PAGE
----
We Are Moving Inexorably Into a Hybrid World

We Are Moving Inexorably Into a Hybrid World

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The way we live and work is being transformed by the hybrid

We are moving inexorably into a hybrid world. One where the virtual world becomes more closely integrated into the physical world. One where many of our relationships a are conducted through the medium of technology and others through the intimacy of human connections. One where we work in front of a screen and others where we collaborate, communicate and connect through deepening interpersonal relationships. What we are witnessing is the relentless drive of the digital revolution, which was already well underway before the virus struck, but which has been vastly accelerated as a response to the global pandemic. We are experiencing its impact on the way we live, work, learn and play and more broadly on the way we relate to each other on this planet and in our societies and local communities.

The world of work is also being transformed by the hybrid. In a practical way this makes sense as some things work well in the digital form, whilst others work best through the collective expression of human relationships. Through the health crisis, people have been quick to embrace remote work and work from home. What was once considered impossible, simply happened, and what was once improbable became standard practice over-night. It’s amazing how quickly the barriers of the past were swept away by the crisis and the burning platform so urgently sought by change leaders in the past was accepted without debate.

It has become clear that what we are dealing with is something which doesn’t respond to the quick fixes of the past. We are dealing with fundamental change that relies on the collective action of large numbers of people. These are not technical challenges; they are challenges for humanity. These are not crises where there are clear lines of expertise; these are existential ones which need the people concerned to be involved in the formulation of the problem, the shaping of the response and the collective execution of the solution.

Adaptive leadership, which has been embraced by many corporations, and grew out of the work of Ron Heifetz at Harvard University, differentiates between technical and adaptive challenges. The former where there is a well-defined problem with an established solution and the latter where there is uncertainty and ambiguity and there is no solution precedent. Heifetz cautions that applying technical leadership to an adaptive problem is a recipe for disaster. Adaptive problems require change in people and necessitate the active participation of people in the solution. They can no longer be resolved by the resident expert with the technical fix. We are in all in uncharted waters and unique solutions will need the participation of all.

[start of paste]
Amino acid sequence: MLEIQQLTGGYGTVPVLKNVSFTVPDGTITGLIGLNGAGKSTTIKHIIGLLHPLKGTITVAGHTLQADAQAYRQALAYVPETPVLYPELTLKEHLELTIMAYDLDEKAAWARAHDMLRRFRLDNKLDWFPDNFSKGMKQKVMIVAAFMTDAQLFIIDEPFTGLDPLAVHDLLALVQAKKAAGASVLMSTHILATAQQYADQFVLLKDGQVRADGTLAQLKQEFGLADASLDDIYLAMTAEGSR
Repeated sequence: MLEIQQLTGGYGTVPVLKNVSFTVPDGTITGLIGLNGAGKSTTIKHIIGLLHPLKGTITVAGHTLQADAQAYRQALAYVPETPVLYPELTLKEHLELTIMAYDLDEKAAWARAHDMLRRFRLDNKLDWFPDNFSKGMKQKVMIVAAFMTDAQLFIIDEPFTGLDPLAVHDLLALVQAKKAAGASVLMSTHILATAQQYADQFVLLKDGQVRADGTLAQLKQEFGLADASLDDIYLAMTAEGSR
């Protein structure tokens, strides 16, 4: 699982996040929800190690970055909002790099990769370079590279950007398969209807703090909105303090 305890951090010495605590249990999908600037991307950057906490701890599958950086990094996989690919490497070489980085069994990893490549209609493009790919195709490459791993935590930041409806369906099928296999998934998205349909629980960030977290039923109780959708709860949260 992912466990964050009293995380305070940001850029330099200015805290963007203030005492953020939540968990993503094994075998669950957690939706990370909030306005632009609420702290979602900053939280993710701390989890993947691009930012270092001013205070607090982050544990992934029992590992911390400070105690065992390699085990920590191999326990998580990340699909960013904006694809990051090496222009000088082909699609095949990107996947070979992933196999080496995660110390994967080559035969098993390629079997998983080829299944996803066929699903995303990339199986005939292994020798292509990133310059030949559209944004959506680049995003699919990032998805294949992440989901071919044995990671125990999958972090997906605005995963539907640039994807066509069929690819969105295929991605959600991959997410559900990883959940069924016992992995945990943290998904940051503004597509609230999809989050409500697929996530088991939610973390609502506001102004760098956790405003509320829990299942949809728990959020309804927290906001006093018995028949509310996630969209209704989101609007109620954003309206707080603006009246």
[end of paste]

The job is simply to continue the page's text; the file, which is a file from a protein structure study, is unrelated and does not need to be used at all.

It is clear that in a hybrid world we are encountering something different to what we have experienced before and resolution of these challenges will require emergent solutions and emergent solutions developed by the players involved. The quick fix approach engineered by authority figures in the past won’t cut it. Leadership by the few and the passive acceptance by the many didn’t deliver the results expected of “transformational projects” in the past and there is no reason to believe that they will be any more successful today.

A fundamental of leadership psychology is that accountability for execution comes from ownership of the solution and this in turn is an outcome of involvement in the process. As we reimagine what living and working are like in a hybrid world, we will have to invent the solutions together. This calls for human ingenuity on a scale that is unprecedented – a mobilization of people to define, refine and personalize solutions that will take us to new places, but ones that we will have reimagined and created together.

There will be clear technical challenges which can be addressed with “tried and true” solutions delivered by resident experts – digital tools that can connect us seamlessly to boost performance working remotely. There will also be aspects of office-based work that can be practically addressed – logistical and cultural conditions for effective collaboration and serendipitous learning when the office is a forum for learning, connecting and supporting. It is becoming clear that the magnitude of the change in conventional thinking and practice we see, will provide vast opportunities for shifts in the way we live, work and learn together.

Globally, we are in the midst of the 4th Industrial revolution – the seamless integration of the physical and digital worlds. The adaptive challenge of living and working in a hybrid way provides a small window into the bigger picture of the impact this will have in all aspects of our lives. How we deal with these challenges can usher in the most significant advancement in the democratization of leadership that we have yet seen, if we seize the opportunity to develop the leadership capability in all people to transform in a real sense the lives we lead and the work we do, not only in our homes and workplaces but also within the communities in which we live. This is a time to renew the human spirit, break with the inevitabilities of the past and forge a new trajectory for human well-being and for a real transformation of the world of work and its holistic integration into the lives we want to lead.